Discussions Begin About the Future of the Stillwater Armory

 

What should become of the Stillwater Armory?

Should it be an art center? Or maybe a public gathering place of some sort?

The city of Stillwater is considering its options.

A resident has suggested that in Governor Mark Dayton’s proposed bonding bill he has disposition toward funding for art projects vs. capital projects, Mayor Ken Harycki said. She suggested that the city may want to consider a bonding request for the state to help purchase the 92-year old Armory, and retrofit it into an arts center.

“I don’t want us to be in the art business,,” Harycki said, “but if we have the opportunity to secure the building with funds it may be worth looking at.”

Rather than bonding for arts funds—and limiting the building’s options for use—Council member Tom Weidner suggested the city consider seeking legislation for a reduced purchase price.

Sen. Karin Housley has suggested she would introduce a bill for such legislation if that was the city’s wish, City Administrator Larry Hansen said.

“If we did that could we could use it for public use, whatever that may be, not necessarily just art?” Weidner asked. “Not that I’m against an art center, but why limit the use, if we have another opportunity.”

“If there’s the possibility of getting it for a nominal fee—reduced to like $10 or something— can we seek that first, and then determine the use of the building later? If that fails, could we then bond for an art center?”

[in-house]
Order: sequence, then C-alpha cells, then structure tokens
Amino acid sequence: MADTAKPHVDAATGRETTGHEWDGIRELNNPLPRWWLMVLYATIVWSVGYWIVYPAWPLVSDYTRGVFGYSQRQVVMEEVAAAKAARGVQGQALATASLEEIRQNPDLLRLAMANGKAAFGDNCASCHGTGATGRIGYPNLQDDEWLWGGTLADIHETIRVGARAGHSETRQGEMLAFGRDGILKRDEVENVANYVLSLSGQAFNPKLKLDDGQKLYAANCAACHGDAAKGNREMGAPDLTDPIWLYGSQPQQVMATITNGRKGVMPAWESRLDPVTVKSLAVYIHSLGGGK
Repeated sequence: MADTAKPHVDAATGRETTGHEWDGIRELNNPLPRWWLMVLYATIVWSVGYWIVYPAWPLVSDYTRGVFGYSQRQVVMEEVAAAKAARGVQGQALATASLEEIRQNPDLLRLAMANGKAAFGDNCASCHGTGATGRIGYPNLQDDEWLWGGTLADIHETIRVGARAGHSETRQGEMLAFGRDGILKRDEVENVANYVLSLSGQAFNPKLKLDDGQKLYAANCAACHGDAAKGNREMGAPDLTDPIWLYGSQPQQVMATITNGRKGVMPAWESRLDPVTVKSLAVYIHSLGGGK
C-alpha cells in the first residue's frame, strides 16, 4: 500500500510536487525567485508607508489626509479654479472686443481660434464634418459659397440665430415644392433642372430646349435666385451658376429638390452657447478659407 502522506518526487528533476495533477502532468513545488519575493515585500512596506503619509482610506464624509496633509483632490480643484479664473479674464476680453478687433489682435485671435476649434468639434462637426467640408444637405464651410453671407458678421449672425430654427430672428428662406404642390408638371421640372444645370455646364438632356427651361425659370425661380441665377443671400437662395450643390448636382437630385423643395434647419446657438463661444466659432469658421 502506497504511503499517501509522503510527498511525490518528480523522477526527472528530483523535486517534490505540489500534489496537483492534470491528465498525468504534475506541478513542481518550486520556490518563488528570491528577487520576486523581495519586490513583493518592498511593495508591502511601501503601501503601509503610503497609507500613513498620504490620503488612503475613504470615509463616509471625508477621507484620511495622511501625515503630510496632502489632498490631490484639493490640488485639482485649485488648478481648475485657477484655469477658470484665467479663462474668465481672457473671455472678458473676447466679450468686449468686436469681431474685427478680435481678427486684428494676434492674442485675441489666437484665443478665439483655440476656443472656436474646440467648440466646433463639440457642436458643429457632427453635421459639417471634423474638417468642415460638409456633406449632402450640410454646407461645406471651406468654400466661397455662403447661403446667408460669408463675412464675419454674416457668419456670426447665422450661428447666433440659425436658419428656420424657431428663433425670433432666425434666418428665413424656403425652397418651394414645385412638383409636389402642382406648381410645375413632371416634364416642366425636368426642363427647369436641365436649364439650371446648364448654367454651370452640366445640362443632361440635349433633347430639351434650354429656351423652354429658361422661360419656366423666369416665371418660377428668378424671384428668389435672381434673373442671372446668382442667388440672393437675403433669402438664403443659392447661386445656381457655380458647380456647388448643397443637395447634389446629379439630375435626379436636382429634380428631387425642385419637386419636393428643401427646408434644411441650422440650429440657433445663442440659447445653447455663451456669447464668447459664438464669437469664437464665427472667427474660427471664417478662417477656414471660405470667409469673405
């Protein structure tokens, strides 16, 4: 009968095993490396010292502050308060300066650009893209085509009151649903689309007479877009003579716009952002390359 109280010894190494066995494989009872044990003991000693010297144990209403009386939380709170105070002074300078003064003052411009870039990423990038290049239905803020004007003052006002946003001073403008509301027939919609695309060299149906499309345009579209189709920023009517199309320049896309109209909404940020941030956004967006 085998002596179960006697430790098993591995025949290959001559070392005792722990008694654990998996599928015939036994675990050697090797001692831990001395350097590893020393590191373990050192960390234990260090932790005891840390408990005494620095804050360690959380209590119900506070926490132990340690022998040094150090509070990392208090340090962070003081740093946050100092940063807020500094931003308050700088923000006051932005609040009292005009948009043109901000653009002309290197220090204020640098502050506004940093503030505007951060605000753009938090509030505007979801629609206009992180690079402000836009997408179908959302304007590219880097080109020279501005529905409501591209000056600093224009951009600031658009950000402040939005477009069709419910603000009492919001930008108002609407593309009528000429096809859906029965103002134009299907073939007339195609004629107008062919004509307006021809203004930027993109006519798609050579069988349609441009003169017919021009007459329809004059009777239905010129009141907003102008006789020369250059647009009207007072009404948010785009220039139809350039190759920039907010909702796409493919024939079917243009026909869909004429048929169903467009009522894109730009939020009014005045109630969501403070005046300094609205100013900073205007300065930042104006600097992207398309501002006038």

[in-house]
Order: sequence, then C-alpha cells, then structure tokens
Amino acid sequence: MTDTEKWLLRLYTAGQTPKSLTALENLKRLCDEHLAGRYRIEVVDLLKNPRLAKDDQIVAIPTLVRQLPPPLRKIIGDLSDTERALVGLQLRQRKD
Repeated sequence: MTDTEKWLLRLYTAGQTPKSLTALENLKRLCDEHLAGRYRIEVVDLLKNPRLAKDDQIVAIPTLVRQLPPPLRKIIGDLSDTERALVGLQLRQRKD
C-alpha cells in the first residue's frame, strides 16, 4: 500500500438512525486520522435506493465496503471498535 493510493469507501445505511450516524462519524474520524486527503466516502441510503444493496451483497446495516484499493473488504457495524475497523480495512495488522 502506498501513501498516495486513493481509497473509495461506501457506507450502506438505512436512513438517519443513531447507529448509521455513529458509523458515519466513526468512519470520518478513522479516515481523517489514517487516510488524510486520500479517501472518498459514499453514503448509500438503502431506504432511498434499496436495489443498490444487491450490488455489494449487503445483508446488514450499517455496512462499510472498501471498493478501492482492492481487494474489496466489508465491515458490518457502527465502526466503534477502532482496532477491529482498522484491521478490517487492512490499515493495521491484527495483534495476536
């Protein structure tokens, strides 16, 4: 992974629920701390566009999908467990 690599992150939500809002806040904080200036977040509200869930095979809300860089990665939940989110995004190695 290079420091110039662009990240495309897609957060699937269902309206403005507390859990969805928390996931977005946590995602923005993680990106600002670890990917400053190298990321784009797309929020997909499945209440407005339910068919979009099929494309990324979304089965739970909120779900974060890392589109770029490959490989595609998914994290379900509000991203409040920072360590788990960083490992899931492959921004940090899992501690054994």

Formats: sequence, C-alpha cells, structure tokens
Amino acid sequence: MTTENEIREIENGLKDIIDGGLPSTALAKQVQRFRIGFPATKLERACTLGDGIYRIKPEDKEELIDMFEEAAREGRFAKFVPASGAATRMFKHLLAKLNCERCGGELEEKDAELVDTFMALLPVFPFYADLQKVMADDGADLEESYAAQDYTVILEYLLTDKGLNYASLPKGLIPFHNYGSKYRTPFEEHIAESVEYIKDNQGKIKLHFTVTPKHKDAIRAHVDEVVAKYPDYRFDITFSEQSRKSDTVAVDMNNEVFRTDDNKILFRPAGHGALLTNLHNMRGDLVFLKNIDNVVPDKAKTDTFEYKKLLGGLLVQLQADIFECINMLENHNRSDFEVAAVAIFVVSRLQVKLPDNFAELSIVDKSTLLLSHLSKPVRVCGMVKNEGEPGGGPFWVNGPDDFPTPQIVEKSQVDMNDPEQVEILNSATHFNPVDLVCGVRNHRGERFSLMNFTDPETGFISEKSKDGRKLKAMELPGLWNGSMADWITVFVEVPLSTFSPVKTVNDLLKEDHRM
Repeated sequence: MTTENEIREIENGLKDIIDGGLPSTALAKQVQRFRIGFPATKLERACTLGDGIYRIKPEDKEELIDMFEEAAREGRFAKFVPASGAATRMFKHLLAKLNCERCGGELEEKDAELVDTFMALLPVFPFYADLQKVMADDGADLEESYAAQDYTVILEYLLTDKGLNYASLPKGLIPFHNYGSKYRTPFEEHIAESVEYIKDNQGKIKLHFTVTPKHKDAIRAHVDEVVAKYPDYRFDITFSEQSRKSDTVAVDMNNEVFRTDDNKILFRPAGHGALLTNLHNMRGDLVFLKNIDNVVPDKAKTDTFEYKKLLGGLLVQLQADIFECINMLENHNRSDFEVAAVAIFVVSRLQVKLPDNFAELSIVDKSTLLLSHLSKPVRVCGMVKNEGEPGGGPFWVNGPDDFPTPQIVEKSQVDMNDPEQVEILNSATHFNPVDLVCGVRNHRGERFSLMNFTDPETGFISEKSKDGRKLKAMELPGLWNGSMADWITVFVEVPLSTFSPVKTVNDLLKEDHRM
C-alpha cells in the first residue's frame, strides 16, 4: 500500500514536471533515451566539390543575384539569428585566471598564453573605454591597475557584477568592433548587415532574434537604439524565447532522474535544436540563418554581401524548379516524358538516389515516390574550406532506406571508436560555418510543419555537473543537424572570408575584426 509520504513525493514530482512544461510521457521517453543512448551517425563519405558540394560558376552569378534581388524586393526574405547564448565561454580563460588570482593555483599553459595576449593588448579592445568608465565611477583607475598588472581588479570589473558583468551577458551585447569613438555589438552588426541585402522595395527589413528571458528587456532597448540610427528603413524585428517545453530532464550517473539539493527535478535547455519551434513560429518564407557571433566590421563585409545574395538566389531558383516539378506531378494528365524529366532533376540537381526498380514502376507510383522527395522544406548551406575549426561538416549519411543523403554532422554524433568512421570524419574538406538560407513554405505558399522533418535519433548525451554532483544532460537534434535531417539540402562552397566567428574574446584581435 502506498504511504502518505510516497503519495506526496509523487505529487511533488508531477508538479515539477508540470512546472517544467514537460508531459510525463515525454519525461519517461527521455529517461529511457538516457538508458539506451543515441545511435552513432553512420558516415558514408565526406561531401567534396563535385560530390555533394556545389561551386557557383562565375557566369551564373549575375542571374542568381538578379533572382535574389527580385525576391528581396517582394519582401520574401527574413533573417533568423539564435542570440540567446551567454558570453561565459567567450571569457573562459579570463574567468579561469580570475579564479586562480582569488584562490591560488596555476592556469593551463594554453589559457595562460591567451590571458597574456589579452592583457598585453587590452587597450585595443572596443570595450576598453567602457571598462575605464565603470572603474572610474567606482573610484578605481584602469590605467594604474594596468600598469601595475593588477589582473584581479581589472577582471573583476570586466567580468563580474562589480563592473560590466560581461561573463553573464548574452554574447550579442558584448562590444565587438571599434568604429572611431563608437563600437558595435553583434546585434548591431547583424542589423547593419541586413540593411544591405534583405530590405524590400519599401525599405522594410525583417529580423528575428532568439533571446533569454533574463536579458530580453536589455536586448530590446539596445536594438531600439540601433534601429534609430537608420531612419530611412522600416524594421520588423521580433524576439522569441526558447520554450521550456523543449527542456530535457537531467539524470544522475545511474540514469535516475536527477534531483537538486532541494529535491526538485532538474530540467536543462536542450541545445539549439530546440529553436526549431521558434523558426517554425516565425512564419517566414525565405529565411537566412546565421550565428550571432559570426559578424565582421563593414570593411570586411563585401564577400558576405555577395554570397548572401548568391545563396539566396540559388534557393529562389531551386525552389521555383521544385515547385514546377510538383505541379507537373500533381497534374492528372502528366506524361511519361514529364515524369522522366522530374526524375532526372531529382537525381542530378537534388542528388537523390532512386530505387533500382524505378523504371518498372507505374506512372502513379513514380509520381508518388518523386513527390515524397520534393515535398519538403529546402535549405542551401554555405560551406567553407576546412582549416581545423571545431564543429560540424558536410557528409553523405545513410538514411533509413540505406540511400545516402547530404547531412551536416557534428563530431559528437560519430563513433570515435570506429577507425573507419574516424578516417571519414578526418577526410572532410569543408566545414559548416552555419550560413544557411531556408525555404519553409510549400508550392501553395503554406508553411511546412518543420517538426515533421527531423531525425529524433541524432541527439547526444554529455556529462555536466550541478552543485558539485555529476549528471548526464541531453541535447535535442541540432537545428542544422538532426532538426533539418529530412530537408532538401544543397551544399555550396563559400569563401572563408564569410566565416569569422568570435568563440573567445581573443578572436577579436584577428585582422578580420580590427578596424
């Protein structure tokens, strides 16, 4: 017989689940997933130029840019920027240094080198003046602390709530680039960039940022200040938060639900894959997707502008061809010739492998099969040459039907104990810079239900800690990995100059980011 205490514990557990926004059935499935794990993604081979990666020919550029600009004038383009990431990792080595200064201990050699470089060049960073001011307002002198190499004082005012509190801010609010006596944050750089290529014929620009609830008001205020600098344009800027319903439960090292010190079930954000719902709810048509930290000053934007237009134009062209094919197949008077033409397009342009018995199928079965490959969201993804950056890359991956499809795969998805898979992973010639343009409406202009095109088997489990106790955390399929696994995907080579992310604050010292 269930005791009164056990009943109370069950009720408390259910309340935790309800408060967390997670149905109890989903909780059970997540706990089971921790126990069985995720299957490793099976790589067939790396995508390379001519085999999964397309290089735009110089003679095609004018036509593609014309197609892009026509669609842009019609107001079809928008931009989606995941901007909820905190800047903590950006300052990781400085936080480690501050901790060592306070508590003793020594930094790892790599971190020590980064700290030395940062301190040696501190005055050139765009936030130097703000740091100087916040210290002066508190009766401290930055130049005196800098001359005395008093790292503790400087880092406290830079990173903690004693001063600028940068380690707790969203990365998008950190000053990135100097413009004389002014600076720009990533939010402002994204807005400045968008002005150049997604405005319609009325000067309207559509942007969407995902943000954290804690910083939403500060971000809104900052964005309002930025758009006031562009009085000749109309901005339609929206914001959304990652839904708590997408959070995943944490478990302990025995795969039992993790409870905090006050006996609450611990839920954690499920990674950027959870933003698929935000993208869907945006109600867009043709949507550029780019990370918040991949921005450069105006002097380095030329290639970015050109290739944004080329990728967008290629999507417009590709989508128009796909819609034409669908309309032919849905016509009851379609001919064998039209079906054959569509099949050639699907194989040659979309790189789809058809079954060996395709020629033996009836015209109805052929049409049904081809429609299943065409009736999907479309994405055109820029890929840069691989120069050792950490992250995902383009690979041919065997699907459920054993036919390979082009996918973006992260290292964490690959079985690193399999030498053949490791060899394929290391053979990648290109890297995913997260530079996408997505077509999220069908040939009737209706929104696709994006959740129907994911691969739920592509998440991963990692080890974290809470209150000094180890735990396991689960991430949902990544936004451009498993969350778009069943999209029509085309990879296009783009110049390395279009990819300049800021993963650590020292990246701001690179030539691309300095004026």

There is a long list of bonding projects before the legislature, Hansen said. “Both are difficult paths, but I don’t know why we couldn’t pursue both of them.”

Council Member Mike Polehna said he wants to know what the city would be getting into before considering ownership.

“I want to know what we’re getting into,” Polehna said. “Are we going to buy a nightmare for the city to take care of if we get it? Is it full of lead paint? Does it need to be tuck pointed? What does it need?

“I think it would be good to have the Armory with the city, but I want to know exactly what we’re getting carte blanche if we’re going to ask the state to bond for it. I want to make sure we’re doing good by the citizens before I say yeah.”

The building has its limitations, Hansen said, but it’s in “pretty good shape.”

City staff was directed to seek the advice of local representatives, and report the findings back to the council.

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